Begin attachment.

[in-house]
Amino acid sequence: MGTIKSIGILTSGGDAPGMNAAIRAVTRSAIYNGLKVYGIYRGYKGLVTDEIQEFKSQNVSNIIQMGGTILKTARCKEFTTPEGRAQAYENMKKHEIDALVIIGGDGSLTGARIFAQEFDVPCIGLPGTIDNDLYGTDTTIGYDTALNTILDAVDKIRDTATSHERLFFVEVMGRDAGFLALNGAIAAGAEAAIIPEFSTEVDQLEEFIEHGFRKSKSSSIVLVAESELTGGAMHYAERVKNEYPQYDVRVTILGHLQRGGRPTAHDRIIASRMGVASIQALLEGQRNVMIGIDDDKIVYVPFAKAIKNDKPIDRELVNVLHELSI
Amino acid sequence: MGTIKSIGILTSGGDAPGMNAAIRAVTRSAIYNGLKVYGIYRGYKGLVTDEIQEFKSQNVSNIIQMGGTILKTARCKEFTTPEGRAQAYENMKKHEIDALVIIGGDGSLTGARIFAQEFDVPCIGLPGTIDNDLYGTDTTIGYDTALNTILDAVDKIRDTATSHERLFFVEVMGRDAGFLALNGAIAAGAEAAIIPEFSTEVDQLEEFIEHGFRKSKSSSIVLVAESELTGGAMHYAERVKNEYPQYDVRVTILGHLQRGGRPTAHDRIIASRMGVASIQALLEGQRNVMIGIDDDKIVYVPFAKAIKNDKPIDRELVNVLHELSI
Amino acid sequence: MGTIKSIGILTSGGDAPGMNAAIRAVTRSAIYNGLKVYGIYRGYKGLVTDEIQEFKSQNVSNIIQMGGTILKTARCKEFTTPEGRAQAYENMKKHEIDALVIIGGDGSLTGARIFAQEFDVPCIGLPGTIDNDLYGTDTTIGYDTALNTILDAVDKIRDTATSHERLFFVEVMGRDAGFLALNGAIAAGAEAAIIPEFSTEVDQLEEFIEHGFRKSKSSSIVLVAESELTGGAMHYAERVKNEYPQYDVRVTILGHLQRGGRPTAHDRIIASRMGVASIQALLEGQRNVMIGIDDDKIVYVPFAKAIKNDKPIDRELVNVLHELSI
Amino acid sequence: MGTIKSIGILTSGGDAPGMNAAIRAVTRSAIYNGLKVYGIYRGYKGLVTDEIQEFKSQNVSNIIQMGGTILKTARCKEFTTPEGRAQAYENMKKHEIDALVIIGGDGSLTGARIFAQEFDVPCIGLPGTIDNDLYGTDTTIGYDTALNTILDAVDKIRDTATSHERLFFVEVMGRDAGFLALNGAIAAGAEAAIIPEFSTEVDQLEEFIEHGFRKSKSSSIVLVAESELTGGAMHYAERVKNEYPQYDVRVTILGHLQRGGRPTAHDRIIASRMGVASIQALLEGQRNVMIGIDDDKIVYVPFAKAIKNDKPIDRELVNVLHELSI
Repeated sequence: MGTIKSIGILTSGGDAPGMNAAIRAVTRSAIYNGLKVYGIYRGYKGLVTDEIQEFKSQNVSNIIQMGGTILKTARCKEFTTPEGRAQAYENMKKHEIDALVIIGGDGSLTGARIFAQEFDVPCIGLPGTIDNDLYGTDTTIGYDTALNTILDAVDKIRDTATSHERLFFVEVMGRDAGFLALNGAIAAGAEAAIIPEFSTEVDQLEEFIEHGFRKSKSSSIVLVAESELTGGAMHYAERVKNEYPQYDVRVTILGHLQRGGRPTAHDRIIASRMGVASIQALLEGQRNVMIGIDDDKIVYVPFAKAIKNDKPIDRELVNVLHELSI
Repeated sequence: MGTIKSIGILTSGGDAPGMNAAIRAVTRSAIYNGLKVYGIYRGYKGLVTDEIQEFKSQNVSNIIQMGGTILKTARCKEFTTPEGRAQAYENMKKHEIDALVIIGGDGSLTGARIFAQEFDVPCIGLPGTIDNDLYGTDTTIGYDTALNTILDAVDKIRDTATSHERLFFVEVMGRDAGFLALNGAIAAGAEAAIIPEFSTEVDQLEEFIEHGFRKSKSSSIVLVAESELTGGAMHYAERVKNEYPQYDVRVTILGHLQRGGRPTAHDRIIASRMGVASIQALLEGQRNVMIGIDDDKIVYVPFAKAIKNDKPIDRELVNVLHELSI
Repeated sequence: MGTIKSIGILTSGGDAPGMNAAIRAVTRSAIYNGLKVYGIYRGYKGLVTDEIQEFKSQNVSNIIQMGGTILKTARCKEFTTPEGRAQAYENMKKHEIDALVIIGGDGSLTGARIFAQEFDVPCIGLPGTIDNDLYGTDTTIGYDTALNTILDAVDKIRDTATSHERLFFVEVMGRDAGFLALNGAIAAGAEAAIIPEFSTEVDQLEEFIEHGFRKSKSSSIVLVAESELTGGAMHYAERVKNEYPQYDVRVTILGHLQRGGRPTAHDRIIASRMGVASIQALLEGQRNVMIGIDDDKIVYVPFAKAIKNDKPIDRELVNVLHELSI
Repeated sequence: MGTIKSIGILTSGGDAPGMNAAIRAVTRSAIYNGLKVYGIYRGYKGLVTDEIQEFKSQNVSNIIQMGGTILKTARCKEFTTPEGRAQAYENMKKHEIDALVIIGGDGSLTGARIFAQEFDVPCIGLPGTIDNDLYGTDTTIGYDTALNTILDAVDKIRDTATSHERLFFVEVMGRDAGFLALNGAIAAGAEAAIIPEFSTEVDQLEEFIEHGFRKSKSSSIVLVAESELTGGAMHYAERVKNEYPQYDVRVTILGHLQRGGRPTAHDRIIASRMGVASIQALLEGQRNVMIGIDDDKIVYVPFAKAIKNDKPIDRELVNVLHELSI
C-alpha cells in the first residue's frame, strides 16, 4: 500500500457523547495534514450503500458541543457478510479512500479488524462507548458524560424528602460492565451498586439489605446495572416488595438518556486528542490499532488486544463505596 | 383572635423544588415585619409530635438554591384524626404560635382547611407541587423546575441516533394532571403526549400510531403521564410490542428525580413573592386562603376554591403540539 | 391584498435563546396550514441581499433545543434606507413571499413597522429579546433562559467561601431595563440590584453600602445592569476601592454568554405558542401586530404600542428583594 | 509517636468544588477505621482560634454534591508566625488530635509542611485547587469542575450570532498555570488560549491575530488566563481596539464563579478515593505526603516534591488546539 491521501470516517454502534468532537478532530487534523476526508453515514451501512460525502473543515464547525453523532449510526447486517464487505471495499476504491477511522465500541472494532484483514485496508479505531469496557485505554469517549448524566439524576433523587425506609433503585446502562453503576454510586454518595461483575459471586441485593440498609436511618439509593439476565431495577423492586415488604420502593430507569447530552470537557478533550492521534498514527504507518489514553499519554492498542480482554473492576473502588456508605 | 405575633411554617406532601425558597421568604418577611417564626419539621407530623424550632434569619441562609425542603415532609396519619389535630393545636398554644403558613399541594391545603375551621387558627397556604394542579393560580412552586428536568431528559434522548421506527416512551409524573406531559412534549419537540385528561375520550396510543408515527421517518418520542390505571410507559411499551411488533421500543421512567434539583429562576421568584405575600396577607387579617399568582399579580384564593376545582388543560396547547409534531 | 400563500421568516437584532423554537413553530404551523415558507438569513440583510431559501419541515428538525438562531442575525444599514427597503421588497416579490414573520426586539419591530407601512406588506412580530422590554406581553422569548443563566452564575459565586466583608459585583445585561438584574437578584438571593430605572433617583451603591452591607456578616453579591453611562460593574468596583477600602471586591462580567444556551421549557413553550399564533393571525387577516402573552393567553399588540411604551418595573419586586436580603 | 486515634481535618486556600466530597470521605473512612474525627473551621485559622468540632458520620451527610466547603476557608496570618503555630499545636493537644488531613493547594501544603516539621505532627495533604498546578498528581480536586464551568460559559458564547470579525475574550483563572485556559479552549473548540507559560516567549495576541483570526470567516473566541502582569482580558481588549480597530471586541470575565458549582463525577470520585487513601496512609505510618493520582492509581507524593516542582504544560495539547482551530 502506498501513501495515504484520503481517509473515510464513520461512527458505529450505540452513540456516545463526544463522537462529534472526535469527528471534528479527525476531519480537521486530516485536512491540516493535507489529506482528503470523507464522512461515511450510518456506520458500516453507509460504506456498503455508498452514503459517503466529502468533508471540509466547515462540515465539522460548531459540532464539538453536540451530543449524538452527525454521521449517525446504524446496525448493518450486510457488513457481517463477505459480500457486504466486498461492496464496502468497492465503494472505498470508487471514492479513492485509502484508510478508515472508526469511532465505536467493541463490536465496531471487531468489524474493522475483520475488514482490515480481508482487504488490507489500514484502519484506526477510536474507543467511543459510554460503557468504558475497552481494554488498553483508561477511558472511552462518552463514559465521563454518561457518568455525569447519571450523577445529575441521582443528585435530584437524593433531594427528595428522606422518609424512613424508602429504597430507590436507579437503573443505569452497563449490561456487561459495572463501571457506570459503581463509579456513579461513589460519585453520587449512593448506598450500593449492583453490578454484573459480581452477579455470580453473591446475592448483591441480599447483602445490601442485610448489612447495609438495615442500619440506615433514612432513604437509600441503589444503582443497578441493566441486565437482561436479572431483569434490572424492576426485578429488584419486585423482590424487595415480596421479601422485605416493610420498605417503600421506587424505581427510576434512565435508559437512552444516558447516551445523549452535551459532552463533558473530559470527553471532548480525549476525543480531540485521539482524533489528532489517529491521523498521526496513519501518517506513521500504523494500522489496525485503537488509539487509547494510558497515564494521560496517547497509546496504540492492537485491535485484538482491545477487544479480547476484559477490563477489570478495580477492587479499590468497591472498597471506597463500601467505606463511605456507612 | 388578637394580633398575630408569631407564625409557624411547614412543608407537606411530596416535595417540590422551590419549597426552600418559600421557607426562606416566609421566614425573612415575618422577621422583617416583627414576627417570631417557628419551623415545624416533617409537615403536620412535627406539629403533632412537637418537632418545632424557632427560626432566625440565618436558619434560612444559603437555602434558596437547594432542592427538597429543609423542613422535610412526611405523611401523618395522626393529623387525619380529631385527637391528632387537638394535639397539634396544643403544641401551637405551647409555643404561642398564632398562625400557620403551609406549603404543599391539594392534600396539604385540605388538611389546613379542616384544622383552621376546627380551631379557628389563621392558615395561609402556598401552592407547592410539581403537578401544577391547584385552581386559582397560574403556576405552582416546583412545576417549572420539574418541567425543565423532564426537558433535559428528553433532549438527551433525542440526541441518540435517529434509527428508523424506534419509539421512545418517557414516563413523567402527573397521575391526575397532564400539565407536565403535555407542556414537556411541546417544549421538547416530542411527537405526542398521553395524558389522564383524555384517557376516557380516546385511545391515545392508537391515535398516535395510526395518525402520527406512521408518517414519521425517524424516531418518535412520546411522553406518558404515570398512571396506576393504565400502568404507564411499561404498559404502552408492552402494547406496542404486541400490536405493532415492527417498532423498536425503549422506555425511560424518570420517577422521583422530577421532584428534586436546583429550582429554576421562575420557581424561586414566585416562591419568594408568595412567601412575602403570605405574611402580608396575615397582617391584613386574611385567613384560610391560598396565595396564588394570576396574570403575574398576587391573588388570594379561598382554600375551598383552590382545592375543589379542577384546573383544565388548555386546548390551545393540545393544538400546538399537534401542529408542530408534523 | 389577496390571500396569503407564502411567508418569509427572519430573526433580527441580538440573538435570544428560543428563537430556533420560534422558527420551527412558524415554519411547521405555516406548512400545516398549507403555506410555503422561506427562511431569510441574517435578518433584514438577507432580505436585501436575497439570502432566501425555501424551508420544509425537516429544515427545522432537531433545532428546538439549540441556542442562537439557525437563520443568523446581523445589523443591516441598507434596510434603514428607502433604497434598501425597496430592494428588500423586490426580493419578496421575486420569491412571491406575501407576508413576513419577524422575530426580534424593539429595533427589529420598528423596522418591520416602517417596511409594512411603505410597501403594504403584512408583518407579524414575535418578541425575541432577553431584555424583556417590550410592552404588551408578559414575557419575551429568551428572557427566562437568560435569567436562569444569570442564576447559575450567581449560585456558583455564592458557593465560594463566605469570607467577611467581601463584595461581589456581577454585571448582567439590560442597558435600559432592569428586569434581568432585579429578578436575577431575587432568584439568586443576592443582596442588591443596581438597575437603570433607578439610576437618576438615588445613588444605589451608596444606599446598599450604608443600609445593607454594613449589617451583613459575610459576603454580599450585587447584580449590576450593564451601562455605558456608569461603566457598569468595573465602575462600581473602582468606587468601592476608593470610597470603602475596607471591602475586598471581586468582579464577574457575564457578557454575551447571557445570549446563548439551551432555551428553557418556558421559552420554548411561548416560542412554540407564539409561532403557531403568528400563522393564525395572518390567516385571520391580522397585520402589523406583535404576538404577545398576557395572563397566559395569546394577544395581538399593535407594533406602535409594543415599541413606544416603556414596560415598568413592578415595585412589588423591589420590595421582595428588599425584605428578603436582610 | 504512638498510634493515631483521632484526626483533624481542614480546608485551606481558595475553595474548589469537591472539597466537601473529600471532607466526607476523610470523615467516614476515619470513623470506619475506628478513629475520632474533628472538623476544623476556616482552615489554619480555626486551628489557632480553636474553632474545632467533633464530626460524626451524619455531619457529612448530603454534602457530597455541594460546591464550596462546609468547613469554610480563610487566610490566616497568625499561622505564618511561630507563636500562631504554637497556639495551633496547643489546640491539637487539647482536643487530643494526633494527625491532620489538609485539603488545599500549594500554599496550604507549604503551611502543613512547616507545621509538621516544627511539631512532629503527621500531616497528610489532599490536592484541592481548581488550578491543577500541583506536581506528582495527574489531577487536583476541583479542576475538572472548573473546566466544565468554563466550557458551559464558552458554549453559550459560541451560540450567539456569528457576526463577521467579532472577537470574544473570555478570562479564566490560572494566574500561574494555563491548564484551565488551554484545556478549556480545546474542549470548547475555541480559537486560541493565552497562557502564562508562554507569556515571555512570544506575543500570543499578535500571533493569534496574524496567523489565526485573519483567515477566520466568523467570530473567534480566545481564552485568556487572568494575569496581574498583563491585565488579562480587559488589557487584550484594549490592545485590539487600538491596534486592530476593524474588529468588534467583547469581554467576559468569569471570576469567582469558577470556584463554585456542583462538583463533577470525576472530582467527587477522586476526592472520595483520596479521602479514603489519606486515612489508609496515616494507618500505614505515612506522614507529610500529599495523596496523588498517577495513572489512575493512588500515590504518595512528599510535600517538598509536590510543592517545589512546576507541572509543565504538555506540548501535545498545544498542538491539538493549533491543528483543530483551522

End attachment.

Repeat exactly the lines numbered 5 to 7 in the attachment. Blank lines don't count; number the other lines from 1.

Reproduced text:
Amino acid sequence: MGTIKSIGILTSGGDAPGMNAAIRAVTRSAIYNGLKVYGIYRGYKGLVTDEIQEFKSQNVSNIIQMGGTILKTARCKEFTTPEGRAQAYENMKKHEIDALVIIGGDGSLTGARIFAQEFDVPCIGLPGTIDNDLYGTDTTIGYDTALNTILDAVDKIRDTATSHERLFFVEVMGRDAGFLALNGAIAAGAEAAIIPEFSTEVDQLEEFIEHGFRKSKSSSIVLVAESELTGGAMHYAERVKNEYPQYDVRVTILGHLQRGGRPTAHDRIIASRMGVASIQALLEGQRNVMIGIDDDKIVYVPFAKAIKNDKPIDRELVNVLHELSI
Repeated sequence: MGTIKSIGILTSGGDAPGMNAAIRAVTRSAIYNGLKVYGIYRGYKGLVTDEIQEFKSQNVSNIIQMGGTILKTARCKEFTTPEGRAQAYENMKKHEIDALVIIGGDGSLTGARIFAQEFDVPCIGLPGTIDNDLYGTDTTIGYDTALNTILDAVDKIRDTATSHERLFFVEVMGRDAGFLALNGAIAAGAEAAIIPEFSTEVDQLEEFIEHGFRKSKSSSIVLVAESELTGGAMHYAERVKNEYPQYDVRVTILGHLQRGGRPTAHDRIIASRMGVASIQALLEGQRNVMIGIDDDKIVYVPFAKAIKNDKPIDRELVNVLHELSI
Repeated sequence: MGTIKSIGILTSGGDAPGMNAAIRAVTRSAIYNGLKVYGIYRGYKGLVTDEIQEFKSQNVSNIIQMGGTILKTARCKEFTTPEGRAQAYENMKKHEIDALVIIGGDGSLTGARIFAQEFDVPCIGLPGTIDNDLYGTDTTIGYDTALNTILDAVDKIRDTATSHERLFFVEVMGRDAGFLALNGAIAAGAEAAIIPEFSTEVDQLEEFIEHGFRKSKSSSIVLVAESELTGGAMHYAERVKNEYPQYDVRVTILGHLQRGGRPTAHDRIIASRMGVASIQALLEGQRNVMIGIDDDKIVYVPFAKAIKNDKPIDRELVNVLHELSI